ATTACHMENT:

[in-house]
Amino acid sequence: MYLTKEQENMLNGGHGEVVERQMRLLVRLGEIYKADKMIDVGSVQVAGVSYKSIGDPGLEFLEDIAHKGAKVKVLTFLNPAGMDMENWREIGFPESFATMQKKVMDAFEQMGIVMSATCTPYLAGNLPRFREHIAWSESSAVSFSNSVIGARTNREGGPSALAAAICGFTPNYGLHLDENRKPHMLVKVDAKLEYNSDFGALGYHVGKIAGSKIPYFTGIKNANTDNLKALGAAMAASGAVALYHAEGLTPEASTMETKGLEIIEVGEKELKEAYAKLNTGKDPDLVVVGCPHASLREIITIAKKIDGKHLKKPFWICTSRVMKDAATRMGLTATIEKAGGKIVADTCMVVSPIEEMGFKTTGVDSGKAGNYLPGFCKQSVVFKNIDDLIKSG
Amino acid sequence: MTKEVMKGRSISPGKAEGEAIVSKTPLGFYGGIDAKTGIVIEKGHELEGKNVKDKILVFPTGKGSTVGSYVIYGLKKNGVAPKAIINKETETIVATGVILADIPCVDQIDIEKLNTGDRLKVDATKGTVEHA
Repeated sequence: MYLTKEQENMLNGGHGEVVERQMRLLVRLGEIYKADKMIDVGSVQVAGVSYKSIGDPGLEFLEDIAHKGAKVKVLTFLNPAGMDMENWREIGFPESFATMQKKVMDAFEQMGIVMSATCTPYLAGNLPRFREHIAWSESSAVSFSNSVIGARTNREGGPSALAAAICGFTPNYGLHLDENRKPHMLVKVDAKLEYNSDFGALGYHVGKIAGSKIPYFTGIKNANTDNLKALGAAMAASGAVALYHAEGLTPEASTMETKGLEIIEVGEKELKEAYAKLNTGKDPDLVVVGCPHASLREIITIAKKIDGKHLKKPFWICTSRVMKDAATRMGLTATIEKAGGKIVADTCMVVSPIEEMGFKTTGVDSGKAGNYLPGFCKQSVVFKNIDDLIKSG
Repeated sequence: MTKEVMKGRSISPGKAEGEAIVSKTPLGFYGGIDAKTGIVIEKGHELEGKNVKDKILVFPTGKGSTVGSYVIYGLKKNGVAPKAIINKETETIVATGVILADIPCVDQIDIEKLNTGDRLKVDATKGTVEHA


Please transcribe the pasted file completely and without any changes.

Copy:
[in-house]
Amino acid sequence: MYLTKEQENMLNGGHGEVVERQMRLLVRLGEIYKADKMIDVGSVQVAGVSYKSIGDPGLEFLEDIAHKGAKVKVLTFLNPAGMDMENWREIGFPESFATMQKKVMDAFEQMGIVMSATCTPYLAGNLPRFREHIAWSESSAVSFSNSVIGARTNREGGPSALAAAICGFTPNYGLHLDENRKPHMLVKVDAKLEYNSDFGALGYHVGKIAGSKIPYFTGIKNANTDNLKALGAAMAASGAVALYHAEGLTPEASTMETKGLEIIEVGEKELKEAYAKLNTGKDPDLVVVGCPHASLREIITIAKKIDGKHLKKPFWICTSRVMKDAATRMGLTATIEKAGGKIVADTCMVVSPIEEMGFKTTGVDSGKAGNYLPGFCKQSVVFKNIDDLIKSG
Amino acid sequence: MTKEVMKGRSISPGKAEGEAIVSKTPLGFYGGIDAKTGIVIEKGHELEGKNVKDKILVFPTGKGSTVGSYVIYGLKKNGVAPKAIINKETETIVATGVILADIPCVDQIDIEKLNTGDRLKVDATKGTVEHA
Repeated sequence: MYLTKEQENMLNGGHGEVVERQMRLLVRLGEIYKADKMIDVGSVQVAGVSYKSIGDPGLEFLEDIAHKGAKVKVLTFLNPAGMDMENWREIGFPESFATMQKKVMDAFEQMGIVMSATCTPYLAGNLPRFREHIAWSESSAVSFSNSVIGARTNREGGPSALAAAICGFTPNYGLHLDENRKPHMLVKVDAKLEYNSDFGALGYHVGKIAGSKIPYFTGIKNANTDNLKALGAAMAASGAVALYHAEGLTPEASTMETKGLEIIEVGEKELKEAYAKLNTGKDPDLVVVGCPHASLREIITIAKKIDGKHLKKPFWICTSRVMKDAATRMGLTATIEKAGGKIVADTCMVVSPIEEMGFKTTGVDSGKAGNYLPGFCKQSVVFKNIDDLIKSG
Repeated sequence: MTKEVMKGRSISPGKAEGEAIVSKTPLGFYGGIDAKTGIVIEKGHELEGKNVKDKILVFPTGKGSTVGSYVIYGLKKNGVAPKAIINKETETIVATGVILADIPCVDQIDIEKLNTGDRLKVDATKGTVEHA